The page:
Indeed, the Israelis recently accused the Turkish Consul in Jerusalem of supporting the activities of organisations in East Jerusalem, most of which are affiliated with the IHH Humanitarian Relief Foundation. IHH organised the Freedom Flotilla which tried to take humanitarian aid to the besieged Gaza Strip in 2010, which was attacked in international waters by Israeli commandos. According to the Israelis, Turkey is pushing the Palestinians towards a violent conflict with the Zionist state, while Turkey portrays itself as a protector of the holy sites in Jerusalem as part of its strategy to be a key regional player. Other attacks on Turkey’s role in Palestine include the claim that it wants to re-establish the Ottoman Empire, to which Israeli Jews must submit.
Turkey, claims the Israeli government, not only believes that Hamas is a legitimate political movement — and that Israel is a terrorist state — but also that Sheikh Raed Salah, the head of the Northern Islamic Movement inside Israel is a sincere peace activist, despite his calls for the de-legitimisation of the Zionist state. Israel is thus putting pressure on Turkey by blocking its money from being pumped into Jerusalem and limiting its charitable and tourist access to the Old City; it is also considering lawsuits against Erdoğan at the International Criminal Court in The Hague.
The list of Israeli accusations against Turkey includes Ankara’s helping of the Palestinians in their land ownership claims. The authorities in Turkey have sent copies of ownership documents from the Ottoman archives, giving details of land sales and purchases, particularly in what is now Israel during the 400 years of Ottoman rule in Palestine. This legal assistance helps Palestinians in their political struggle against Israel.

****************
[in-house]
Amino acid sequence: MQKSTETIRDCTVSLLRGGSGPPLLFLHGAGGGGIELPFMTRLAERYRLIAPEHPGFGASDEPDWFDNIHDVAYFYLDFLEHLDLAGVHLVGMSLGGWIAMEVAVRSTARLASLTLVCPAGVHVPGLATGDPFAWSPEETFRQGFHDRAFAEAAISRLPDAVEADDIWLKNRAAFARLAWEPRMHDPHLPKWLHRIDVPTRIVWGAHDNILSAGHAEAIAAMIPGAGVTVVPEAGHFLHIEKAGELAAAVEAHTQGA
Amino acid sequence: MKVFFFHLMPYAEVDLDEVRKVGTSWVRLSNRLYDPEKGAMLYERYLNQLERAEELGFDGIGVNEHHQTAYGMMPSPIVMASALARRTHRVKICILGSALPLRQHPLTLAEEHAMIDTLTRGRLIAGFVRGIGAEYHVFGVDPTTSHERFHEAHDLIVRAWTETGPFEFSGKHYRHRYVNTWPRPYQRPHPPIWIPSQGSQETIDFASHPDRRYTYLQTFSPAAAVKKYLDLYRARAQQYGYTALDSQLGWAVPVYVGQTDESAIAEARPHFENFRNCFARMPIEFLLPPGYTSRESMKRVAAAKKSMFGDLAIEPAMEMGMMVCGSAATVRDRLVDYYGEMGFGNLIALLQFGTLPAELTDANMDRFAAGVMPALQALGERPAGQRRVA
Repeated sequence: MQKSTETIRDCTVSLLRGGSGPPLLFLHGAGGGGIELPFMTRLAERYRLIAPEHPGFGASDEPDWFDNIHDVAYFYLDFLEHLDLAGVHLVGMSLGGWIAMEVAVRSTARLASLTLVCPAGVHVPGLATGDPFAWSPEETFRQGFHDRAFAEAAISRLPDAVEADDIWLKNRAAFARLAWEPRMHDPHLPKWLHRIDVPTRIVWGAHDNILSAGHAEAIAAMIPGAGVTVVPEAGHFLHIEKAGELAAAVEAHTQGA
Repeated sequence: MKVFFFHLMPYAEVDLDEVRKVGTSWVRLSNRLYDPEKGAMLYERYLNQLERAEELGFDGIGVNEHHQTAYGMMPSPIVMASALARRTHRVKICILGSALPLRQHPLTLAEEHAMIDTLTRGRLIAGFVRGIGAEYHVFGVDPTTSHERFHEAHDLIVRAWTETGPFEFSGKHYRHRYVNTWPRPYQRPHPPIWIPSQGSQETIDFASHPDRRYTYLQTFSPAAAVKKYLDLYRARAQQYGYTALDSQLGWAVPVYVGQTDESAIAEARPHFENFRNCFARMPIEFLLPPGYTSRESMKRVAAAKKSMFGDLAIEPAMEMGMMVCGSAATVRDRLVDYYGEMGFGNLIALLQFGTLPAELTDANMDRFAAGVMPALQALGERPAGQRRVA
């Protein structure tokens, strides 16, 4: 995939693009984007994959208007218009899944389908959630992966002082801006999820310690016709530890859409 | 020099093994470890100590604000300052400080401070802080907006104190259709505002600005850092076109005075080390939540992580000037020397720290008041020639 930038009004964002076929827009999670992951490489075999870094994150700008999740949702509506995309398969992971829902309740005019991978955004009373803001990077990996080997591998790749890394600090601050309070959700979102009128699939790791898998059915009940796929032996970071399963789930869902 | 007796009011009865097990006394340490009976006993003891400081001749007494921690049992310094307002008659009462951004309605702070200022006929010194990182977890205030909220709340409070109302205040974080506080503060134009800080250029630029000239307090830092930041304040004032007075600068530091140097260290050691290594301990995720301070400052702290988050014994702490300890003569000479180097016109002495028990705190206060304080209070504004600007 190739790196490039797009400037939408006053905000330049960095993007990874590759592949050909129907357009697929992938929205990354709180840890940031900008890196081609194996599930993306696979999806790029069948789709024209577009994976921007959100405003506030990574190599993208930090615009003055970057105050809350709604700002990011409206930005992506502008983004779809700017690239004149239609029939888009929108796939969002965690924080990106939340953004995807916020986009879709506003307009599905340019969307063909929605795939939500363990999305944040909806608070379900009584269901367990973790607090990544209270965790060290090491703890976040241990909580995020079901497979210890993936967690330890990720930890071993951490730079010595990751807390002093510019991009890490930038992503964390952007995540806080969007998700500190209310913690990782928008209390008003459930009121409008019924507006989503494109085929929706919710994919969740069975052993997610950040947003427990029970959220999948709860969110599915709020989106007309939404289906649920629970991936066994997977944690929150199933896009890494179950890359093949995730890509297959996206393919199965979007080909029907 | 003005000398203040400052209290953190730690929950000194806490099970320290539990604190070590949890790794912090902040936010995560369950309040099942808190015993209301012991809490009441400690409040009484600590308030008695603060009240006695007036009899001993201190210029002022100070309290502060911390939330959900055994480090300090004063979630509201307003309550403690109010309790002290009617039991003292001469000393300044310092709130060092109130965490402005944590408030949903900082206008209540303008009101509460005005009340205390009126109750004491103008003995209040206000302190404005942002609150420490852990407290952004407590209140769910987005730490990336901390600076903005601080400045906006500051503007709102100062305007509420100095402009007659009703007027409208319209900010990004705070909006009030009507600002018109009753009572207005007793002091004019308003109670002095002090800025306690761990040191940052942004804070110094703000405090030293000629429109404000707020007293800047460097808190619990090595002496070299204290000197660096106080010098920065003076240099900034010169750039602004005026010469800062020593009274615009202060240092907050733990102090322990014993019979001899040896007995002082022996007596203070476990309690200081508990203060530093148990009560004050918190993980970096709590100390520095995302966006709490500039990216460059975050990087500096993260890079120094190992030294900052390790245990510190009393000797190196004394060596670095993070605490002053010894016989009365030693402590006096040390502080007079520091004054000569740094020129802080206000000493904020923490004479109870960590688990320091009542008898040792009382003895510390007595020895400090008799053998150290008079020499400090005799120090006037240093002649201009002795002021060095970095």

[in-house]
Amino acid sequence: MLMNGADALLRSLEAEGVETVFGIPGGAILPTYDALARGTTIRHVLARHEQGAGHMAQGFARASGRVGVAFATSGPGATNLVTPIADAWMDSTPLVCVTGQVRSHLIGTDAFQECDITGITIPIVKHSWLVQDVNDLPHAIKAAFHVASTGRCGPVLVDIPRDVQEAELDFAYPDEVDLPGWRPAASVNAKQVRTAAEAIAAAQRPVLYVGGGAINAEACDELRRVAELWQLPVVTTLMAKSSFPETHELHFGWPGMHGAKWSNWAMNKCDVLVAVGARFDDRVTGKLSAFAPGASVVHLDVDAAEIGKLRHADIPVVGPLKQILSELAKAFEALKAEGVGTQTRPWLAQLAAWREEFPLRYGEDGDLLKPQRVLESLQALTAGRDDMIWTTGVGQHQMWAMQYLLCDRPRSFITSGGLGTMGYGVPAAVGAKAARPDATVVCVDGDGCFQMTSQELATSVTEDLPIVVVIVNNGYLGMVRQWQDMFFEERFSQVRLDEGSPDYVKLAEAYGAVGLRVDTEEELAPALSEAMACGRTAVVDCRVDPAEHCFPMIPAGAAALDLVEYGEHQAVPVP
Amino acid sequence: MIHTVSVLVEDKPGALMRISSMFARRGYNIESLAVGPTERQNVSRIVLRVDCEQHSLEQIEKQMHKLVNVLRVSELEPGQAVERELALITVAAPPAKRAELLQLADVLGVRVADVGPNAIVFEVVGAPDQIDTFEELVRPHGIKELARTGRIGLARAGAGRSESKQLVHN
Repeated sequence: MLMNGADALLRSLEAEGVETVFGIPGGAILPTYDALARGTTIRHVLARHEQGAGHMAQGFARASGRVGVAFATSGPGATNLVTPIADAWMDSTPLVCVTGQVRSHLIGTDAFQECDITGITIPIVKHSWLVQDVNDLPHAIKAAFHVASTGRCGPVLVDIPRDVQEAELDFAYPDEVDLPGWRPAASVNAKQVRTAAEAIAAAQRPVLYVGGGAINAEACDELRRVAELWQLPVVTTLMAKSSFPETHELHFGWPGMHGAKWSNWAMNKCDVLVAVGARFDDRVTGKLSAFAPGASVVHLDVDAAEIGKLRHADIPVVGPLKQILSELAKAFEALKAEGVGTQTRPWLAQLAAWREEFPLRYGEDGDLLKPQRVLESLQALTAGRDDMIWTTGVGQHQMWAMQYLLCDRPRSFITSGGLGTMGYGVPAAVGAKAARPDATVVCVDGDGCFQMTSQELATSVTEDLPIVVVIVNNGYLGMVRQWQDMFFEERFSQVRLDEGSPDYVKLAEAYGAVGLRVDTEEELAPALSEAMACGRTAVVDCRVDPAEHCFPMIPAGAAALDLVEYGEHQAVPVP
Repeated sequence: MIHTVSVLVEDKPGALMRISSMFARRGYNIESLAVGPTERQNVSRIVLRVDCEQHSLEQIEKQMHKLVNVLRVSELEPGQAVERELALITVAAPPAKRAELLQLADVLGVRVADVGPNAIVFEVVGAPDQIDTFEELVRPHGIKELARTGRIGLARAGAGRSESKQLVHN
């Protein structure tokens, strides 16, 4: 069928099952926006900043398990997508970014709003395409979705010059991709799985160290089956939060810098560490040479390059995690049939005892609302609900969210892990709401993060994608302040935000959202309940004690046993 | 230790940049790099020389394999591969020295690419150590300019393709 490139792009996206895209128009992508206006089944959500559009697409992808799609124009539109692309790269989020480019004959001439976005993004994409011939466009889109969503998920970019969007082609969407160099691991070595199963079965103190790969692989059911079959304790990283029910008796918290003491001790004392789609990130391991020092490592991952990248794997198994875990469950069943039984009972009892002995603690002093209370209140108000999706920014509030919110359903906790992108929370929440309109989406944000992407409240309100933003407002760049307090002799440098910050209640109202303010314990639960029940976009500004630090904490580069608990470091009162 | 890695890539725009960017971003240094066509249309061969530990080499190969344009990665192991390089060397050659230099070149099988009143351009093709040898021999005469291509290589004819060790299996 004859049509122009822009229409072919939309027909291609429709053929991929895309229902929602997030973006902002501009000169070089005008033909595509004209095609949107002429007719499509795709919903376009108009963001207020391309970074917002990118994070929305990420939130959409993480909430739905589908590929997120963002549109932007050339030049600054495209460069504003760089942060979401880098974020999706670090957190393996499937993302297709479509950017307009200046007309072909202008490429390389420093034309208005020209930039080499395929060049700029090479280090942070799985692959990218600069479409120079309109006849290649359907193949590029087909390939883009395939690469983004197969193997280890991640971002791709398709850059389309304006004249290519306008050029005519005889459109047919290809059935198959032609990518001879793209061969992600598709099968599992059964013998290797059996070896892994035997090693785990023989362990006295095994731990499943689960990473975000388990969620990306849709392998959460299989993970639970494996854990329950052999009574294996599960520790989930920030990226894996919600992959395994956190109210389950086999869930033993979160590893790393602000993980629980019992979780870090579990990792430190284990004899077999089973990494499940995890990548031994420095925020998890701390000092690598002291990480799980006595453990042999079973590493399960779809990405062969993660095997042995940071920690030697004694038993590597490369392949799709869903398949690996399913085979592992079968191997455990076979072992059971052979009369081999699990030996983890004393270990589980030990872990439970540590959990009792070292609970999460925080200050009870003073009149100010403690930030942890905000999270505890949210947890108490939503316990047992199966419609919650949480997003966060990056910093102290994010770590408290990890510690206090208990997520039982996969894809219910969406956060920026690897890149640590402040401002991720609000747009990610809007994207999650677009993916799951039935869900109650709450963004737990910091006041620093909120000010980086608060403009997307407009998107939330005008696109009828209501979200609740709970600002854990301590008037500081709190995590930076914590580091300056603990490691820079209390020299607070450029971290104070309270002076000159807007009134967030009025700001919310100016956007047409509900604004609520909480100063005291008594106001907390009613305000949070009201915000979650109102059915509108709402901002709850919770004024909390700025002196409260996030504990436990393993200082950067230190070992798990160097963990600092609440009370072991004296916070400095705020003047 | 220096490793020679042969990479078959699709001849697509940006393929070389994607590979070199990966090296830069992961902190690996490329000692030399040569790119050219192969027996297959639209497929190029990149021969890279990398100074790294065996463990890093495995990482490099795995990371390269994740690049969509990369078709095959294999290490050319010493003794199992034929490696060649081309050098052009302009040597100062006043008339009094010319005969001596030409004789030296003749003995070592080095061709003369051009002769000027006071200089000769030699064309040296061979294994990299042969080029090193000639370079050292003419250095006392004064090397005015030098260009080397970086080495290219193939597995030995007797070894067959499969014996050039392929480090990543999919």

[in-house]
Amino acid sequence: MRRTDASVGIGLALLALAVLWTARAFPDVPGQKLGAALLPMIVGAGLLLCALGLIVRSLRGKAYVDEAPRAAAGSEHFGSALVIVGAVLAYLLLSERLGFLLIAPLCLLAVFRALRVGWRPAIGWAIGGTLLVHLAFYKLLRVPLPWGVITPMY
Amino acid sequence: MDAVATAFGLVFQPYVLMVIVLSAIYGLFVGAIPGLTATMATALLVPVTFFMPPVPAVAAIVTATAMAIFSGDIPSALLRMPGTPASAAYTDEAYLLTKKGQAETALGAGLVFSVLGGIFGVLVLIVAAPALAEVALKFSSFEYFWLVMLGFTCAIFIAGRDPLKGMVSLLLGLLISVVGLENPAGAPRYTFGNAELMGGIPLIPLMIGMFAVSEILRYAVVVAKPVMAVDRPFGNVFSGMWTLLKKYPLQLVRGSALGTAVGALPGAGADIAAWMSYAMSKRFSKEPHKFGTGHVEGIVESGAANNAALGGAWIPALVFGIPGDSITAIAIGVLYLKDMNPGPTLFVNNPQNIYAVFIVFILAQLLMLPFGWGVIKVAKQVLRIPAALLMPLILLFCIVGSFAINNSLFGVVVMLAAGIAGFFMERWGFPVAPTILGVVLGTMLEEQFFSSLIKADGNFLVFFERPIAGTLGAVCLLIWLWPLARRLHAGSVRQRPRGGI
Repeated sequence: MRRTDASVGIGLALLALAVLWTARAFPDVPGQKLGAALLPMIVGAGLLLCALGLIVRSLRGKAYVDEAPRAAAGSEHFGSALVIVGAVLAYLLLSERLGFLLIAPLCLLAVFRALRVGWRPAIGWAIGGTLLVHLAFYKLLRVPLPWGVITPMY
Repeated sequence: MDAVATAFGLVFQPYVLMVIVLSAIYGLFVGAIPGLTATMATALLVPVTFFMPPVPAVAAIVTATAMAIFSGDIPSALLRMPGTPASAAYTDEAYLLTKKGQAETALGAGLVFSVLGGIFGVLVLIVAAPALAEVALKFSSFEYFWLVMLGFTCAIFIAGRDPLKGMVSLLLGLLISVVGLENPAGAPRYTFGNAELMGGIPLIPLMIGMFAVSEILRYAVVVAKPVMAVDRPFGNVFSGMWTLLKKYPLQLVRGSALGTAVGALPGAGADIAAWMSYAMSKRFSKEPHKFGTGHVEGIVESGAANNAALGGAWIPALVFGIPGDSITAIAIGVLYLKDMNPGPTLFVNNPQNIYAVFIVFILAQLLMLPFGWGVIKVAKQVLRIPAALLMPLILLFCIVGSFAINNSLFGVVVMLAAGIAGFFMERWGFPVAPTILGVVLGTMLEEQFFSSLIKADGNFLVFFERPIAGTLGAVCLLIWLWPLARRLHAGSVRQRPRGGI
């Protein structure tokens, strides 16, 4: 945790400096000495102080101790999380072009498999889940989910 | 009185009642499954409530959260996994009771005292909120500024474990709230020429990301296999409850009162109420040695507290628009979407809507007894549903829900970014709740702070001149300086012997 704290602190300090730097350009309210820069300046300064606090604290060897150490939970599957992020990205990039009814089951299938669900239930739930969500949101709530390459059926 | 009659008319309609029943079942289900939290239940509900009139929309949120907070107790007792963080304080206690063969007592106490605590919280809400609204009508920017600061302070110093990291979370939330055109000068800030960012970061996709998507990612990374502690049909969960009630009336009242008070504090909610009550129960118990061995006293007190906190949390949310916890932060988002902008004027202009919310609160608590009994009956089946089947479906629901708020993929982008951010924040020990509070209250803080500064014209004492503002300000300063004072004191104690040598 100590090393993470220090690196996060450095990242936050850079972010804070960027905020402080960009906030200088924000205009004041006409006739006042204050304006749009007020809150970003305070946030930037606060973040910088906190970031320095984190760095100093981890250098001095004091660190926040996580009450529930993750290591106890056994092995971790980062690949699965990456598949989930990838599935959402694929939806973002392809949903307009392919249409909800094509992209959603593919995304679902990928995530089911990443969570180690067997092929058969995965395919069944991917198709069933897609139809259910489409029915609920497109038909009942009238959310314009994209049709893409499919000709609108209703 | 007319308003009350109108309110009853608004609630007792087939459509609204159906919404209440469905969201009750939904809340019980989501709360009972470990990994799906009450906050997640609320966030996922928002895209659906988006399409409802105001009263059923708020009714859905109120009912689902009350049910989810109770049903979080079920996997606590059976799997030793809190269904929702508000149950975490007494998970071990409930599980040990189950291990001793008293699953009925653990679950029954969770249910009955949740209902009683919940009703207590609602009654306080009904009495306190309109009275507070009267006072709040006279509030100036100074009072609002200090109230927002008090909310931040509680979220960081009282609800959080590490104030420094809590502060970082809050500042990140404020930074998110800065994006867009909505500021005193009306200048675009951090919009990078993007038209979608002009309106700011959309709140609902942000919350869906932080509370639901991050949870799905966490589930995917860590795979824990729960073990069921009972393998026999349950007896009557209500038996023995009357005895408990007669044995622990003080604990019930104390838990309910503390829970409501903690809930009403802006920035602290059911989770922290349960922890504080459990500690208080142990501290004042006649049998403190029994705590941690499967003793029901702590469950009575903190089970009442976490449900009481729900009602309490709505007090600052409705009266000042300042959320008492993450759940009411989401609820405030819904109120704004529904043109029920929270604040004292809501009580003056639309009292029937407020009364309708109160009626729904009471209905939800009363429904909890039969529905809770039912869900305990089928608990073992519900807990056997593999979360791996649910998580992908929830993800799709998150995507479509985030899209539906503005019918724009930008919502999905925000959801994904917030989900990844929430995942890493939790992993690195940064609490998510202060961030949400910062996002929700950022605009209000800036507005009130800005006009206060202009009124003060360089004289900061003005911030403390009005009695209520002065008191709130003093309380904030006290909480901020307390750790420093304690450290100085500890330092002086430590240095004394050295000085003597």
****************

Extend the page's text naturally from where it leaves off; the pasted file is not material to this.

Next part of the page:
Turkey’s position as a supporter of the Palestinians was evident when the US announced last year that it was cutting its own aid to them; Ankara responded by providing $10 million in aid to support the PA’s official budget. The Erdoğan government has also backed projects in the Palestinian territories with at least $186 million to build hospitals, schools, mosques and residential buildings, and to rebuild homes in the West Bank and Gaza Strip. Erdoğan increased Turkey’s annual contribution to UNRWA to $10 million, and is interested in setting up water and energy infrastructure projects in Gaza.
The Turkish government recognises that the Palestinian issue is of great importance in regional politics. Its increasing influence is evident in its response to Israel’s siege on Gaza, where Egypt refuses to give Turkey a foothold, because the government in Cairo regards the enclave as an internal Egyptian matter. There are also strained relations between Egypt and Turkey due to the latter giving refuge to exiled Egyptian Muslim Brotherhood leaders. Cairo is afraid that Ankara’s increased influence will pose a threat to its own border with the Gaza Strip.
Despite all of the tension, though, it is unlikely that we will see a complete split between Israel and Turkey. The Turkish government will continue its support of Hamas and its calls for the siege of Gaza to be lifted. The Islamic Resistance Movement, meanwhile, must be wise in its dealings vis-à-vis Turkey-Israel relations. The last thing that Hamas wants is to alienate Ankara and leave itself exposed to whatever Israel wants to throw at it.
The views expressed in this article belong to the author and do not necessarily reflect the editorial policy of Middle East Monitor.